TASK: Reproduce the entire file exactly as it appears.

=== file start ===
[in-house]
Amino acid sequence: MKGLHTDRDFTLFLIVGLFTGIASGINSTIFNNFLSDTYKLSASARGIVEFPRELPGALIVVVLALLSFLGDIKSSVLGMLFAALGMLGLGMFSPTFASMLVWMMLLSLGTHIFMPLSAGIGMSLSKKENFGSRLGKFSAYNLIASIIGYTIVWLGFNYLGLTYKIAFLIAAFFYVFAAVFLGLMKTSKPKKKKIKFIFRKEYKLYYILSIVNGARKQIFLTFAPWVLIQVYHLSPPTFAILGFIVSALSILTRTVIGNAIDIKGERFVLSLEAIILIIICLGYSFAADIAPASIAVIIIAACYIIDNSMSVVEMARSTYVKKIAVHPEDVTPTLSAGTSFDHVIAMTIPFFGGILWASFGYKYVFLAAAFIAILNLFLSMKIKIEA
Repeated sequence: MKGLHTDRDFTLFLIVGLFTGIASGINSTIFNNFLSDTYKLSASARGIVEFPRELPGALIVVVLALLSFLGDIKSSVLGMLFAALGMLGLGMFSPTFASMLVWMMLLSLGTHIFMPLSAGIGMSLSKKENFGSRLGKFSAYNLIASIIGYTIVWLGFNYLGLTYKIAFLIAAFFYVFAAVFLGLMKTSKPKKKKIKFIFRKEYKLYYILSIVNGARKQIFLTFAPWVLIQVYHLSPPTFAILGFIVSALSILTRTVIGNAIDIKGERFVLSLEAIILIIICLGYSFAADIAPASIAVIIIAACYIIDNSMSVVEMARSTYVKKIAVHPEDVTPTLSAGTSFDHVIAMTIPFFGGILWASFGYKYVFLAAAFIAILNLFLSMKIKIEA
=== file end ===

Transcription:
[in-house]
Amino acid sequence: MKGLHTDRDFTLFLIVGLFTGIASGINSTIFNNFLSDTYKLSASARGIVEFPRELPGALIVVVLALLSFLGDIKSSVLGMLFAALGMLGLGMFSPTFASMLVWMMLLSLGTHIFMPLSAGIGMSLSKKENFGSRLGKFSAYNLIASIIGYTIVWLGFNYLGLTYKIAFLIAAFFYVFAAVFLGLMKTSKPKKKKIKFIFRKEYKLYYILSIVNGARKQIFLTFAPWVLIQVYHLSPPTFAILGFIVSALSILTRTVIGNAIDIKGERFVLSLEAIILIIICLGYSFAADIAPASIAVIIIAACYIIDNSMSVVEMARSTYVKKIAVHPEDVTPTLSAGTSFDHVIAMTIPFFGGILWASFGYKYVFLAAAFIAILNLFLSMKIKIEA
Repeated sequence: MKGLHTDRDFTLFLIVGLFTGIASGINSTIFNNFLSDTYKLSASARGIVEFPRELPGALIVVVLALLSFLGDIKSSVLGMLFAALGMLGLGMFSPTFASMLVWMMLLSLGTHIFMPLSAGIGMSLSKKENFGSRLGKFSAYNLIASIIGYTIVWLGFNYLGLTYKIAFLIAAFFYVFAAVFLGLMKTSKPKKKKIKFIFRKEYKLYYILSIVNGARKQIFLTFAPWVLIQVYHLSPPTFAILGFIVSALSILTRTVIGNAIDIKGERFVLSLEAIILIIICLGYSFAADIAPASIAVIIIAACYIIDNSMSVVEMARSTYVKKIAVHPEDVTPTLSAGTSFDHVIAMTIPFFGGILWASFGYKYVFLAAAFIAILNLFLSMKIKIEA